Behind the scenes at the making of The Snowman and The Snowdog
Get behind the scenes at Lupus Films for the making of The Snowman and The Snowdog coming to Channel 4 this Christmas. The Snowman and The Snowdog required over 3000 pencils to create over 200,000 drawings. Watch the video to see how this remarkable film was made.
Creating over 200,000 drawings to make The Snowman and The Snowdog required the incredible teamwork of many different roles, from storyboard artists to runners and renderers. In order to best replicate the beautiful illustrative style of Raymond Briggs’ drawings, The Snowman and The Snowdog used the same hand-drawn animation techniques as the original film. Discover more about some of the roles that went into making this new magical film.
Storyboarding is the first step in visualising a film treatment. Once the director has conveyed their vision for a project, the storyboard artist will set about sketching each scene, initially offering an insight as to how a scene will be framed, and where characters should sit within a background. Once a suitable scene has been staged, the storyboard artist will then draw frames to represent the key character poses within the scene, and produce diagrams to represent camera moves at the relevant intervals.
The background artwork is created with various mediums, using paint, pencil and ink to achieve the necessary subtleties in tone and colour.
The backgrounds are often very large and come in all different shapes and sizes depending on the action for the relevant scene.
The animator is responsible for bringing the character to life. Lead animators often map out key frames for characters in a scene, typically providing every fourth drawing – the remaining frames are then completed by an in-betweener, who fills in the characters motion between the key frames.
The renderer is responsible for the colour and tone of an animated character. They concentrate on where light and shadow should fall in order to render a two dimensional line-drawing into a three dimensional environment.
Matte lines are created in order to quickly produce a digital back-paint, which helps to embolden the hand-rendered artwork. A matte artist will finely trace around the animation, whether it be character or prop, with a very fine pencil point – creating a constant unbroken outline of the image. This is then scanned in, and using After Effects the outline can be filled with solid colour to create the matte. The matte is then placed behind the hand-rendered image (which is made slightly transparent digitally) in order to ensure that there are no breaks in colour, and to add the desired tone to the original render. All colours, both original pencil and back-paint, are predetermined by the art director before the rendering process begins.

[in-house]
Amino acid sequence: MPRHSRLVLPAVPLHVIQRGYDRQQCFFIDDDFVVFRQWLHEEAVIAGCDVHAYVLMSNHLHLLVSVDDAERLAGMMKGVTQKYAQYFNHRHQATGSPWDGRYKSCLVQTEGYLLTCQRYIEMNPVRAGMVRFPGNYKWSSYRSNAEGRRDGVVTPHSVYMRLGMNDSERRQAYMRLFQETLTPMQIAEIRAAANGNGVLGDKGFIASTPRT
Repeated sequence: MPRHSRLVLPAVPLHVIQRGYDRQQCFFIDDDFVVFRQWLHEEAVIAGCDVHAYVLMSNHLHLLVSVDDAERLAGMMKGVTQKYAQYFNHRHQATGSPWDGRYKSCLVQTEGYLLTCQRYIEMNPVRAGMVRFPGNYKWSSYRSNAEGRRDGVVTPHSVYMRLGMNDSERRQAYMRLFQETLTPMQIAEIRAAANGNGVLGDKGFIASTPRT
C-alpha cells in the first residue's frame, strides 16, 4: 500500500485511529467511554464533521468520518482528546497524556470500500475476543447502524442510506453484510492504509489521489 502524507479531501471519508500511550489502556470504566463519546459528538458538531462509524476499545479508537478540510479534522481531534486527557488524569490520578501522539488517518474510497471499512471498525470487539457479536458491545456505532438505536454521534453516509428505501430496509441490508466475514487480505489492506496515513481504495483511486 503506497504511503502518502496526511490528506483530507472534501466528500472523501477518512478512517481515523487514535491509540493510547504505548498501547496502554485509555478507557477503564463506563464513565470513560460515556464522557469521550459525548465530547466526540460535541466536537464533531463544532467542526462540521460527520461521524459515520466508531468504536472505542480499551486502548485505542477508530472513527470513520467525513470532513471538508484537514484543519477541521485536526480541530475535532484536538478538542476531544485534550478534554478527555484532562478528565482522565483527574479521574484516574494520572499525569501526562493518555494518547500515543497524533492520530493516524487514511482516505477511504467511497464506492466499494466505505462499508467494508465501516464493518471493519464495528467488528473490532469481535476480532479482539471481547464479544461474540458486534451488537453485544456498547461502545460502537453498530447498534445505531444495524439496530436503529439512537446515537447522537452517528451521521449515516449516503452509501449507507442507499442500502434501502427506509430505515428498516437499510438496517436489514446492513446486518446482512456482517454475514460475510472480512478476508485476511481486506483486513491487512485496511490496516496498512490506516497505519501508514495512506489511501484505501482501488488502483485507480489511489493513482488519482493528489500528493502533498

Once all the individual elements of an animation have been produced they need to be composited into one single image. The compositor is responsible for ensuring the background artwork and character animation sit together comfortably as a stand-alone image. Images can be subtly re-coloured and resized digitally in order to achieve the desired look.
Although readily available to help all members of the team as necessary, the runner will spend most of the working day at either a scanning station or a line tester.
Line testing is the process of quickly capturing each frame of animation and compiling a viewing-quality video in order that the director may approve the animation or isolate certain frames that need further attention.
Scanners are used to digitise the rendered elements of the animation process to the technical specifications required by the compositing team.
Stage 1: Storyboard
A sequence of images depicting key moments in the story.
Stage 2: Animatic
The storyboard panels edited together accordingly to provide a timeline for each scene within the film.
Stage 3: Layout
Technical drawings to map out camera moves, and to illustrate the correct size and position of characters and props within a scene.
Stage 4: Background
The background for the animation.
Step 5: Animation Keys
The key poses for action within a scene, typically every fourth frame.
Step 6: In-between Animation
Filling the gaps between key frames to bring the character to life in real-time.
Step 7: Matte Lines
Producing the mattes ready for back-painting.
Step 8: Key Rendering
Colouring key poses for action within a scene, typically every fourth frame.
Step 9: In-between Rendering
Filling the gaps between rendered key frames.
Step 10: Compositing
Bringing all the elements of animation together digitally.